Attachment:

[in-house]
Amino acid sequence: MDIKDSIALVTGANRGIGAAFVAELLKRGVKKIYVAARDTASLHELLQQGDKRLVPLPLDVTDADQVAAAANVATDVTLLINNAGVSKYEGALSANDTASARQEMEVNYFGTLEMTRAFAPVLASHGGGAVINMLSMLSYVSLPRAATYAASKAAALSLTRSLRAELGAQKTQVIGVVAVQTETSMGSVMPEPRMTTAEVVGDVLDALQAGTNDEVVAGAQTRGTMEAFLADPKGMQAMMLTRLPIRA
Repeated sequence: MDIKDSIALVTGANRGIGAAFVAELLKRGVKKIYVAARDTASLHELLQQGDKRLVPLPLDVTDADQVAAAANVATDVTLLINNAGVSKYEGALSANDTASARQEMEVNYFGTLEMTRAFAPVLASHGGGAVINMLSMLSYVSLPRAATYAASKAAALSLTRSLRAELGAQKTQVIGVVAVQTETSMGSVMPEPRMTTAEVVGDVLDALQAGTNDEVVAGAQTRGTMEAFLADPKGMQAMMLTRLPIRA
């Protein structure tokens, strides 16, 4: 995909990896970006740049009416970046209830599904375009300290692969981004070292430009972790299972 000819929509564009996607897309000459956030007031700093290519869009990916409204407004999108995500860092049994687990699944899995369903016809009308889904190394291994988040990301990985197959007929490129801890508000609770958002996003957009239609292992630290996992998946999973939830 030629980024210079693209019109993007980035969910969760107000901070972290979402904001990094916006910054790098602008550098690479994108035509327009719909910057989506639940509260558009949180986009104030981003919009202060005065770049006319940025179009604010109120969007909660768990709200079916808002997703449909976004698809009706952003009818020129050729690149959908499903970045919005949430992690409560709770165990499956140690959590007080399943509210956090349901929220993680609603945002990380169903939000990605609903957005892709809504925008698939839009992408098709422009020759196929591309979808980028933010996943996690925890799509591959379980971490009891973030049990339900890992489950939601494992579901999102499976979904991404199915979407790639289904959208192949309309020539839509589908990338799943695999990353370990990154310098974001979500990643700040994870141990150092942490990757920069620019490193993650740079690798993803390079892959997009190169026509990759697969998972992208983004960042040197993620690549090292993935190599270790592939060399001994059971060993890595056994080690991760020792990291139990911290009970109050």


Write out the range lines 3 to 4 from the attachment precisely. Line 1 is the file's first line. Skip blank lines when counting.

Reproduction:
Repeated sequence: MDIKDSIALVTGANRGIGAAFVAELLKRGVKKIYVAARDTASLHELLQQGDKRLVPLPLDVTDADQVAAAANVATDVTLLINNAGVSKYEGALSANDTASARQEMEVNYFGTLEMTRAFAPVLASHGGGAVINMLSMLSYVSLPRAATYAASKAAALSLTRSLRAELGAQKTQVIGVVAVQTETSMGSVMPEPRMTTAEVVGDVLDALQAGTNDEVVAGAQTRGTMEAFLADPKGMQAMMLTRLPIRA
């Protein structure tokens, strides 16, 4: 995909990896970006740049009416970046209830599904375009300290692969981004070292430009972790299972 000819929509564009996607897309000459956030007031700093290519869009990916409204407004999108995500860092049994687990699944899995369903016809009308889904190394291994988040990301990985197959007929490129801890508000609770958002996003957009239609292992630290996992998946999973939830 030629980024210079693209019109993007980035969910969760107000901070972290979402904001990094916006910054790098602008550098690479994108035509327009719909910057989506639940509260558009949180986009104030981003919009202060005065770049006319940025179009604010109120969007909660768990709200079916808002997703449909976004698809009706952003009818020129050729690149959908499903970045919005949430992690409560709770165990499956140690959590007080399943509210956090349901929220993680609603945002990380169903939000990605609903957005892709809504925008698939839009992408098709422009020759196929591309979808980028933010996943996690925890799509591959379980971490009891973030049990339900890992489950939601494992579901999102499976979904991404199915979407790639289904959208192949309309020539839509589908990338799943695999990353370990990154310098974001979500990643700040994870141990150092942490990757920069620019490193993650740079690798993803390079892959997009190169026509990759697969998972992208983004960042040197993620690549090292993935190599270790592939060399001994059971060993890595056994080690991760020792990291139990911290009970109050």